Dr. Smith wants to go over his medication and to check how he’s feeling these days. It is quite possible that Joe will soon be in hospital, perhaps even using a breathing machine. She would like to ask about the type of care Joe wants to receive if his treatment doesn’t work. This information could make a huge difference in the quality of care he receives if he does enter hospital, and to his end-of-life experience.
However, Dr. Smith is not sure how to have that conversation without frightening him, and so she says nothing.
Research shows that Dr. Smith is not alone. Numerous studies indicate that health professionals don’t feel comfortable having these conversations. However, 86 per cent of Canadians are interested in discussing their wishes with their family doctors. Most want to have that conversation when they are healthy.
This process allows those who are ill to reflect on their wishes for future health and personal care. It should include conversations with others. Advance care planning also involves choosing a Substitute Decision Maker. If you become unable to speak for yourself, this friend or family member would speak and make decisions on your behalf.
While talking about death isn’t easy, it is very important. Canadians who are seriously ill, and those who love them, need to have this type of chat with their doctors. So why isn’t it happening?
A recent study suggests that family physicians feel very limited by time. Regular check-ups are becoming less standard. Instead, family doctors only see patients about specific issues and plan their schedules accordingly. Another issue is that health professionals need more resources and information to prepare for these discussions.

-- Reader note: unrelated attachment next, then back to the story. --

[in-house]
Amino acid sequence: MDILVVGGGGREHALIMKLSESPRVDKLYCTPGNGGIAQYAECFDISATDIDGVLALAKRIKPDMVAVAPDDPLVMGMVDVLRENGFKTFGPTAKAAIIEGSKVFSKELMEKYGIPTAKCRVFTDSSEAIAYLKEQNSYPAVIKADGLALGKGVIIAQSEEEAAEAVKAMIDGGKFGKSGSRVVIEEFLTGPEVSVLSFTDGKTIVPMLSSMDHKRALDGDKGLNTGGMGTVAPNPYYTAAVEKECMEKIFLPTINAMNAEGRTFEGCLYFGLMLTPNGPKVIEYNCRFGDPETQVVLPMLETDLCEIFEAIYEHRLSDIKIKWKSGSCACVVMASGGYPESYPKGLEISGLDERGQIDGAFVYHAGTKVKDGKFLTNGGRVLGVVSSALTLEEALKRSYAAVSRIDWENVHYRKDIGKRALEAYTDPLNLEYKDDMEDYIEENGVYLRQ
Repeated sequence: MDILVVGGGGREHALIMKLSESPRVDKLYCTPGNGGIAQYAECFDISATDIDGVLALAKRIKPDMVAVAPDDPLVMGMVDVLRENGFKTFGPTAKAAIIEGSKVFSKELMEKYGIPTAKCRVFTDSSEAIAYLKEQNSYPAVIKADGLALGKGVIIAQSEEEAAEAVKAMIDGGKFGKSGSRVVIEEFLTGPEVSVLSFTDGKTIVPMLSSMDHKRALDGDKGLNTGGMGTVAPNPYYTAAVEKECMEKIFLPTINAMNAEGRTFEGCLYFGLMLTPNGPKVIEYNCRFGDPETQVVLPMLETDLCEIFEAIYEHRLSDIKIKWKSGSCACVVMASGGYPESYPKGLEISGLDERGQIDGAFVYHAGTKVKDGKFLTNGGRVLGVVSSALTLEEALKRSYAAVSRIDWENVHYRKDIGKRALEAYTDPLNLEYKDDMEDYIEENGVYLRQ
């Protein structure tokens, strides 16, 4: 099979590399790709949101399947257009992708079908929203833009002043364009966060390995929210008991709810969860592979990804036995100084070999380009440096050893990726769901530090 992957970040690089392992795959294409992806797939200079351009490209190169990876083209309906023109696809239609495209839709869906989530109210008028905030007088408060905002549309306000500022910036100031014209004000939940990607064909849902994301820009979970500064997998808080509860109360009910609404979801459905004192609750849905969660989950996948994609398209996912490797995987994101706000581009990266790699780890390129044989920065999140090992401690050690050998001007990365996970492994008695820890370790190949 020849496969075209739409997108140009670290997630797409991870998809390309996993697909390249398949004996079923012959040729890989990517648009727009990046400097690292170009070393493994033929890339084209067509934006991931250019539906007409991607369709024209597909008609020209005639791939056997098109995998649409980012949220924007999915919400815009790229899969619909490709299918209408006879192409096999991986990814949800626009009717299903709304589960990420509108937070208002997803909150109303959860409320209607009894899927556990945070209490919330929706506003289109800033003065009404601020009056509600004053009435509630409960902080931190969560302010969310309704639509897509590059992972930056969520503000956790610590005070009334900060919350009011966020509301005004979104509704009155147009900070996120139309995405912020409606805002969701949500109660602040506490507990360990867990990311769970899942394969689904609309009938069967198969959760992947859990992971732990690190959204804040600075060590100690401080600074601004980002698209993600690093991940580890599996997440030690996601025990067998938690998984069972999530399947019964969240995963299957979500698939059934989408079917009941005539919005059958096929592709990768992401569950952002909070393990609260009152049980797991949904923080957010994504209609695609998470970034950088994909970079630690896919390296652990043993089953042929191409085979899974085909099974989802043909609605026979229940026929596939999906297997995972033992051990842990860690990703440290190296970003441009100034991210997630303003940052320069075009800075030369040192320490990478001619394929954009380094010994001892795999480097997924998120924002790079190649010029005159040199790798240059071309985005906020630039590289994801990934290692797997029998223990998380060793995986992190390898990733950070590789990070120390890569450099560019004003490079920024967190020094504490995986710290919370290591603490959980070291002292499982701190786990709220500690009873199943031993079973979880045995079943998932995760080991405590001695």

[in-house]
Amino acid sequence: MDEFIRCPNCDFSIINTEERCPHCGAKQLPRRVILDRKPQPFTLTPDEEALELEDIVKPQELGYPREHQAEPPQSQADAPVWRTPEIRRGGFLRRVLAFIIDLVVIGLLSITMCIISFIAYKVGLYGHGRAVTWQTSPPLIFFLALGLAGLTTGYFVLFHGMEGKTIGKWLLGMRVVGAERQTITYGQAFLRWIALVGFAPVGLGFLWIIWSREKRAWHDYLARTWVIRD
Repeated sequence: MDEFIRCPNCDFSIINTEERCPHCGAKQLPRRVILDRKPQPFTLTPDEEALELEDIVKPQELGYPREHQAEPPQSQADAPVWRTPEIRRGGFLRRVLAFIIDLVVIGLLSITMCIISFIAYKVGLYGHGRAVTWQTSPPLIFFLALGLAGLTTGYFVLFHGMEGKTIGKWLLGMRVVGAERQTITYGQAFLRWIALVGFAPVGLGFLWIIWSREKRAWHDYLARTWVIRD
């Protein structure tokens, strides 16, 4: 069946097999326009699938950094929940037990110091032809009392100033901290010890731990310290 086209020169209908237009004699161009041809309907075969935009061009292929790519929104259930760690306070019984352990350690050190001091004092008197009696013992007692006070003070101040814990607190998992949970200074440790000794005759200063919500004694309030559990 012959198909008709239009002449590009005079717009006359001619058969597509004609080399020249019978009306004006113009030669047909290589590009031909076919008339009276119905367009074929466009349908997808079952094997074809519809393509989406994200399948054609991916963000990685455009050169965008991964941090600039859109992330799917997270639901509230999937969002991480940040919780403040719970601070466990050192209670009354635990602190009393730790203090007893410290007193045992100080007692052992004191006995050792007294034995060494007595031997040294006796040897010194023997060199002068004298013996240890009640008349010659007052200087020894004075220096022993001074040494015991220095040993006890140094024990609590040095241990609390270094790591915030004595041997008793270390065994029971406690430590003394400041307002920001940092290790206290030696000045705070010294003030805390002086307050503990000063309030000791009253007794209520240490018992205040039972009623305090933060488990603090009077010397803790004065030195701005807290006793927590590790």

A new research project aims to improve advance care planning conversations between family doctors, nurse practitioners and their patients. The Improving Advance Care Planning in Primary Care (i-GAP) study is working with family practices across Canada to better understand why these conversations aren’t happening, and testing tools to make the process easier.
Dr. Carrie Bernard, a family physician and founding researcher for the study, knows firsthand the struggle that many patients and their families experience.
“Too often I’ve had to support patients who were, for example, in conflict with siblings over the care of an aging parent,” Dr. Bernard says. “I knew the importance of advance care planning, but I was struggling to make it work in my practice. I wanted to find out why patients weren’t following up after being provided with information materials related to advance care planning.”
Researchers for i-GAP have surveyed family doctors and nurse practitioners in Ontario, Alberta and British Columbia. A number of different advance care planning aids, such as workbooks and websites, are being tested in family health practices in those provinces.